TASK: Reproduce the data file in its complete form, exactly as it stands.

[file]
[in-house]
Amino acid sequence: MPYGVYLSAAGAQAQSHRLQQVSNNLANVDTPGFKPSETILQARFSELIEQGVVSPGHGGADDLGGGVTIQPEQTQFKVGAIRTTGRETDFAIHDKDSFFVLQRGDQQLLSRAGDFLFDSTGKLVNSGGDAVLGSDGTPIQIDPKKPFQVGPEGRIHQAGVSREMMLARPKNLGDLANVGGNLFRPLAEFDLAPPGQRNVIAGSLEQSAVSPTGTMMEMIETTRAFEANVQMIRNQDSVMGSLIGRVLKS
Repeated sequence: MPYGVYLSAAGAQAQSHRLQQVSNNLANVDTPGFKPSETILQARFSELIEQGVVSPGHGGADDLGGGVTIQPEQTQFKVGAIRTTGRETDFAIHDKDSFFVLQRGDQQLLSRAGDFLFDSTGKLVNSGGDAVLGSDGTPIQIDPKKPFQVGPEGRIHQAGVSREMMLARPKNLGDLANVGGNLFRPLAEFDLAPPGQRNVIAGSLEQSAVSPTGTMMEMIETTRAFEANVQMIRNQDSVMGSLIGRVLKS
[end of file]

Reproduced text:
[in-house]
Amino acid sequence: MPYGVYLSAAGAQAQSHRLQQVSNNLANVDTPGFKPSETILQARFSELIEQGVVSPGHGGADDLGGGVTIQPEQTQFKVGAIRTTGRETDFAIHDKDSFFVLQRGDQQLLSRAGDFLFDSTGKLVNSGGDAVLGSDGTPIQIDPKKPFQVGPEGRIHQAGVSREMMLARPKNLGDLANVGGNLFRPLAEFDLAPPGQRNVIAGSLEQSAVSPTGTMMEMIETTRAFEANVQMIRNQDSVMGSLIGRVLKS
Repeated sequence: MPYGVYLSAAGAQAQSHRLQQVSNNLANVDTPGFKPSETILQARFSELIEQGVVSPGHGGADDLGGGVTIQPEQTQFKVGAIRTTGRETDFAIHDKDSFFVLQRGDQQLLSRAGDFLFDSTGKLVNSGGDAVLGSDGTPIQIDPKKPFQVGPEGRIHQAGVSREMMLARPKNLGDLANVGGNLFRPLAEFDLAPPGQRNVIAGSLEQSAVSPTGTMMEMIETTRAFEANVQMIRNQDSVMGSLIGRVLKS